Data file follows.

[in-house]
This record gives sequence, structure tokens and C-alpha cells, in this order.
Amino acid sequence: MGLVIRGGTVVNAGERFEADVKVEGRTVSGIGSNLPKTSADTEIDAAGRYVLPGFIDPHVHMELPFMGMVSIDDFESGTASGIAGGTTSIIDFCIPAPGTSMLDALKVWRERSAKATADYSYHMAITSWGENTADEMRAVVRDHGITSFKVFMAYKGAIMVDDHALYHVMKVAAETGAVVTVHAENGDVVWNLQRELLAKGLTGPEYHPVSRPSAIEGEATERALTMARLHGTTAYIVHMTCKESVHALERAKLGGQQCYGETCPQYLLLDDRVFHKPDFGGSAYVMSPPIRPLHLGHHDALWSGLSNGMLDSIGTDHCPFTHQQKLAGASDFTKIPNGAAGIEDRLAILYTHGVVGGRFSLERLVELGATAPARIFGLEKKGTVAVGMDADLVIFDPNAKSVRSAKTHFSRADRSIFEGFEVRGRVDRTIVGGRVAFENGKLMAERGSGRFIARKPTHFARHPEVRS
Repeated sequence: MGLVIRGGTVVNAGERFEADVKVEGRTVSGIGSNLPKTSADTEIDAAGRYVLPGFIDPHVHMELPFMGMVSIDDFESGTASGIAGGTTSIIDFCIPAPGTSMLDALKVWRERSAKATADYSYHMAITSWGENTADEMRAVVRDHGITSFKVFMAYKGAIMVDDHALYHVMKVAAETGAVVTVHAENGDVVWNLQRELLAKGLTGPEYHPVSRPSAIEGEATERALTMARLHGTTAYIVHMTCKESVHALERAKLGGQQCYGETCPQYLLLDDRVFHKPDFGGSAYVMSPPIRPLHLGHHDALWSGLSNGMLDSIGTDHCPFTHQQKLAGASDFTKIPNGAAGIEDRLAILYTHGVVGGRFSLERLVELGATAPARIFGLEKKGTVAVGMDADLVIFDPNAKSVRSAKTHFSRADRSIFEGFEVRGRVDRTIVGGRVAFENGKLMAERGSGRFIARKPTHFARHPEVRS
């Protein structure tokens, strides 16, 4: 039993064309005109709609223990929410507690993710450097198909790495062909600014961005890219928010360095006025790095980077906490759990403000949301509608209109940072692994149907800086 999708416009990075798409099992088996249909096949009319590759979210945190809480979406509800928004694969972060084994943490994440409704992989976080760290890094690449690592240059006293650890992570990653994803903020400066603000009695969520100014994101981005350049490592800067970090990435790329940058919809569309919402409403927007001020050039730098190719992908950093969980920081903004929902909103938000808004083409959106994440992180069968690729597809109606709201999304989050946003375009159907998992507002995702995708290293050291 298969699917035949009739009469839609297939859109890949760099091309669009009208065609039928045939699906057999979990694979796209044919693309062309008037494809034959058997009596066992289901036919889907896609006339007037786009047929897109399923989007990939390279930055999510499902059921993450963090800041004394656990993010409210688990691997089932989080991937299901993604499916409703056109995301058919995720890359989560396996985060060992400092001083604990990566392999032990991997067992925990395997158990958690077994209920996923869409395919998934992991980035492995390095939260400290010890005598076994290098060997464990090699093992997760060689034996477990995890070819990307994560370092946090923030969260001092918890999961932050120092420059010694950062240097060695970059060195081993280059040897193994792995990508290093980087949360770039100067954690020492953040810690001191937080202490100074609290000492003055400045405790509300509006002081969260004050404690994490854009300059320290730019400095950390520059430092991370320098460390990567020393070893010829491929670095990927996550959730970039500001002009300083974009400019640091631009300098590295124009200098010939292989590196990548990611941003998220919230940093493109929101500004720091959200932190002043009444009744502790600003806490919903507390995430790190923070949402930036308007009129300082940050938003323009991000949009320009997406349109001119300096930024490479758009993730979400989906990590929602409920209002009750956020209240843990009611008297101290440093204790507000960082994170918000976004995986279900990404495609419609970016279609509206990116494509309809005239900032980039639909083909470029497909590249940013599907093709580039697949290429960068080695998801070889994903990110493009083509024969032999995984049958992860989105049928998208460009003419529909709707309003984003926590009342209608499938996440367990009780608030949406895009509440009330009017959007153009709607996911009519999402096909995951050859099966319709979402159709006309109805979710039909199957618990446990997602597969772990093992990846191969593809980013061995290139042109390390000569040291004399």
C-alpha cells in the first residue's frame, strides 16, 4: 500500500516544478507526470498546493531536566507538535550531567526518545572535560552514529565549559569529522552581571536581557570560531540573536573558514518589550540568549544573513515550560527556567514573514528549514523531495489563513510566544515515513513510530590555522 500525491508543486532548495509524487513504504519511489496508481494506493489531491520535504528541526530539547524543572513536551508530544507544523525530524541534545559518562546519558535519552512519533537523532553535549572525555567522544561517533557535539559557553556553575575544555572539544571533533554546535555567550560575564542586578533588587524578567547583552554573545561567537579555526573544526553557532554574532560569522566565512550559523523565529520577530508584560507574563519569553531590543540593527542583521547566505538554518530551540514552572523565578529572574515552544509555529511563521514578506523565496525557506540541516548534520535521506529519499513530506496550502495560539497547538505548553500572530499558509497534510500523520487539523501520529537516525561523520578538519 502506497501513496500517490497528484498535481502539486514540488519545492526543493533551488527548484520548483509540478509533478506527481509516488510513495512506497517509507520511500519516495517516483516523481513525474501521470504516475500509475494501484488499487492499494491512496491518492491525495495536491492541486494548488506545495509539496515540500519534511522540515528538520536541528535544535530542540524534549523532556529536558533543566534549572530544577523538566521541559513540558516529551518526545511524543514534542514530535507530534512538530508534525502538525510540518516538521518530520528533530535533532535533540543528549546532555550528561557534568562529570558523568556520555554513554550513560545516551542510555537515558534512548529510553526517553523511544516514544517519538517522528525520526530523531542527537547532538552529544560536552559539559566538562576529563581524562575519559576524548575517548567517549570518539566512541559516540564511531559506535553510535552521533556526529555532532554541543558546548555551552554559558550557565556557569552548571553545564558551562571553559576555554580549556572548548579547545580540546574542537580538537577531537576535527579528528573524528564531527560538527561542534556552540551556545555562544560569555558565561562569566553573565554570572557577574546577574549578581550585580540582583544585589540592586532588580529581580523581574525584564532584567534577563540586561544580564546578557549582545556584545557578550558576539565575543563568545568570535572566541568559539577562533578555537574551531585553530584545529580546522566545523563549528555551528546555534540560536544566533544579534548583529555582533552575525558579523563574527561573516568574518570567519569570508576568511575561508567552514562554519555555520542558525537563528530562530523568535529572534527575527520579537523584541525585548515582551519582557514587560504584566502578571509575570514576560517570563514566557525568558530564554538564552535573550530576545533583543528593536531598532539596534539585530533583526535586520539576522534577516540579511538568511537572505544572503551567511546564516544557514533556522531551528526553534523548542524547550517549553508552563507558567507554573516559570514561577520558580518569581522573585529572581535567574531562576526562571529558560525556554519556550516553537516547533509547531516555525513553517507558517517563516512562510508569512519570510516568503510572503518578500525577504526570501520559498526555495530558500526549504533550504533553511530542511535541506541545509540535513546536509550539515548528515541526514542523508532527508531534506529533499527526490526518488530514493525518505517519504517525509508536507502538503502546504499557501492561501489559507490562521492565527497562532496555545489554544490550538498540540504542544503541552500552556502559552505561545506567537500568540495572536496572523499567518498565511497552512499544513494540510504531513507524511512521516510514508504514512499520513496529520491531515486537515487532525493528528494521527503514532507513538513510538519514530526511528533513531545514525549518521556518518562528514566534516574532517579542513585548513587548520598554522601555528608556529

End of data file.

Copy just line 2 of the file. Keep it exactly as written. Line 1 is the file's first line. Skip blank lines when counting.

This record gives sequence, structure tokens and C-alpha cells, in this order.